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Elife. 2020 Mar 17;9. pii: e52614. doi: 10.7554/eLife.52614.

Wikidata as a knowledge graph for the life sciences.

Author information

1
Micelio, Antwerpen, Belgium.
2
Department of Integrative Structural and Computational Biology, The Scripps Research Institute, La Jolla, United States.
3
Center for Integrative Bioinformatics Vienna, Max Perutz Laboratories, University of Vienna and Medical University of Vienna, Vienna, Austria.
4
McDonnell Genome Institute, Washington University School of Medicine, St. Louis, United States.
5
Institute of Data Science and Biotechnology, Gladstone Institutes, San Francisco, United States.
6
European Bioinformatics Institute (EMBL-EBI), Hinxton, United Kingdom.
7
School of Chemistry, The University of Sydney, Sydney, Australia.
8
Division of Allergy and Infectious Diseases, Department of Medicine, University of Washington, Seattle, United States.
9
Wellcome Trust Sanger Institute, Cambridge, United Kingdom.
10
School of Data Science, University of Virginia, Charlottesville, United States.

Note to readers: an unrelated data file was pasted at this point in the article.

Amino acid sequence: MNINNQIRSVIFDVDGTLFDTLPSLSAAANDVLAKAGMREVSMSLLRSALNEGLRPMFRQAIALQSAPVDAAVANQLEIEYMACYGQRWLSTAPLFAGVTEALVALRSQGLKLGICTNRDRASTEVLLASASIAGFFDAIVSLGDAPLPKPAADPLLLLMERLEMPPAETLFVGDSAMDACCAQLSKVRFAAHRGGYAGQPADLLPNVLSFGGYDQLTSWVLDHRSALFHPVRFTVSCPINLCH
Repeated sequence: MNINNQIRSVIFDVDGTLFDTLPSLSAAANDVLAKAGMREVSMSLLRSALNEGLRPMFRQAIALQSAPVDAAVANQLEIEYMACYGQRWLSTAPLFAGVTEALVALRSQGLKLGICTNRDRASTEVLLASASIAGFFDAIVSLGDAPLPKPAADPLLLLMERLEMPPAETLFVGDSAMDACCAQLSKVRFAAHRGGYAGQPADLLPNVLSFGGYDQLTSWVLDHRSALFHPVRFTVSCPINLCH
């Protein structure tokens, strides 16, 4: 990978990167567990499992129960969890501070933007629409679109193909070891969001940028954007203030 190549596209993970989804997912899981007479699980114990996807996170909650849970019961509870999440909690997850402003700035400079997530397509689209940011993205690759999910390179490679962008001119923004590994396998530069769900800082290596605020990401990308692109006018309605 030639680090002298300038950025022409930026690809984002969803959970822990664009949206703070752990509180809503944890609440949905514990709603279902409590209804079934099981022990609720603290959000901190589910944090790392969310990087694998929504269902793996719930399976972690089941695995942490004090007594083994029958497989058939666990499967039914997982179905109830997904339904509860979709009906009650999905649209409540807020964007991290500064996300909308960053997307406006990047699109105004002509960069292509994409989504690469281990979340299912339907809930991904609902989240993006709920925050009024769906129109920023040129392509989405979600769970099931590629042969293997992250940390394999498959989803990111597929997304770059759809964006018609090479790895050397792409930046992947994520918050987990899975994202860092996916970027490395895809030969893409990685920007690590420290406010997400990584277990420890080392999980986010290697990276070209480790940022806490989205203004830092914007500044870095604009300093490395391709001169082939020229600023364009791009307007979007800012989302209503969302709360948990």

11
University of Maryland School of Medicine, Baltimore, United States.
12
Department of Animal Plant and Soil Sciences, La Trobe University, Melbourne, Australia.
13
Department of Bioinformatics-BiGCaT, NUTRIM, Maastricht University, Maastricht, Netherlands.
14
Retired researcher, Berlin, Germany.
15
Yale University Library, Yale University, New Haven, United States.
#
Contributed equally

Abstract

Wikidata is a community-maintained knowledge base that has been assembled from repositories in the fields of genomics, proteomics, genetic variants, pathways, chemical compounds, and diseases, and that adheres to the FAIR principles of findability, accessibility, interoperability and reusability. Here we describe the breadth and depth of the biomedical knowledge contained within Wikidata, and discuss the open-source tools we have built to add information to Wikidata and to synchronize it with source databases. We also demonstrate several use cases for Wikidata, including the crowdsourced curation of biomedical ontologies, phenotype-based diagnosis of disease, and drug repurposing.

KEYWORDS:

computational biology; data mining; drug repurposing; knowledge graphs; none; science forum; systems biology; wikidata

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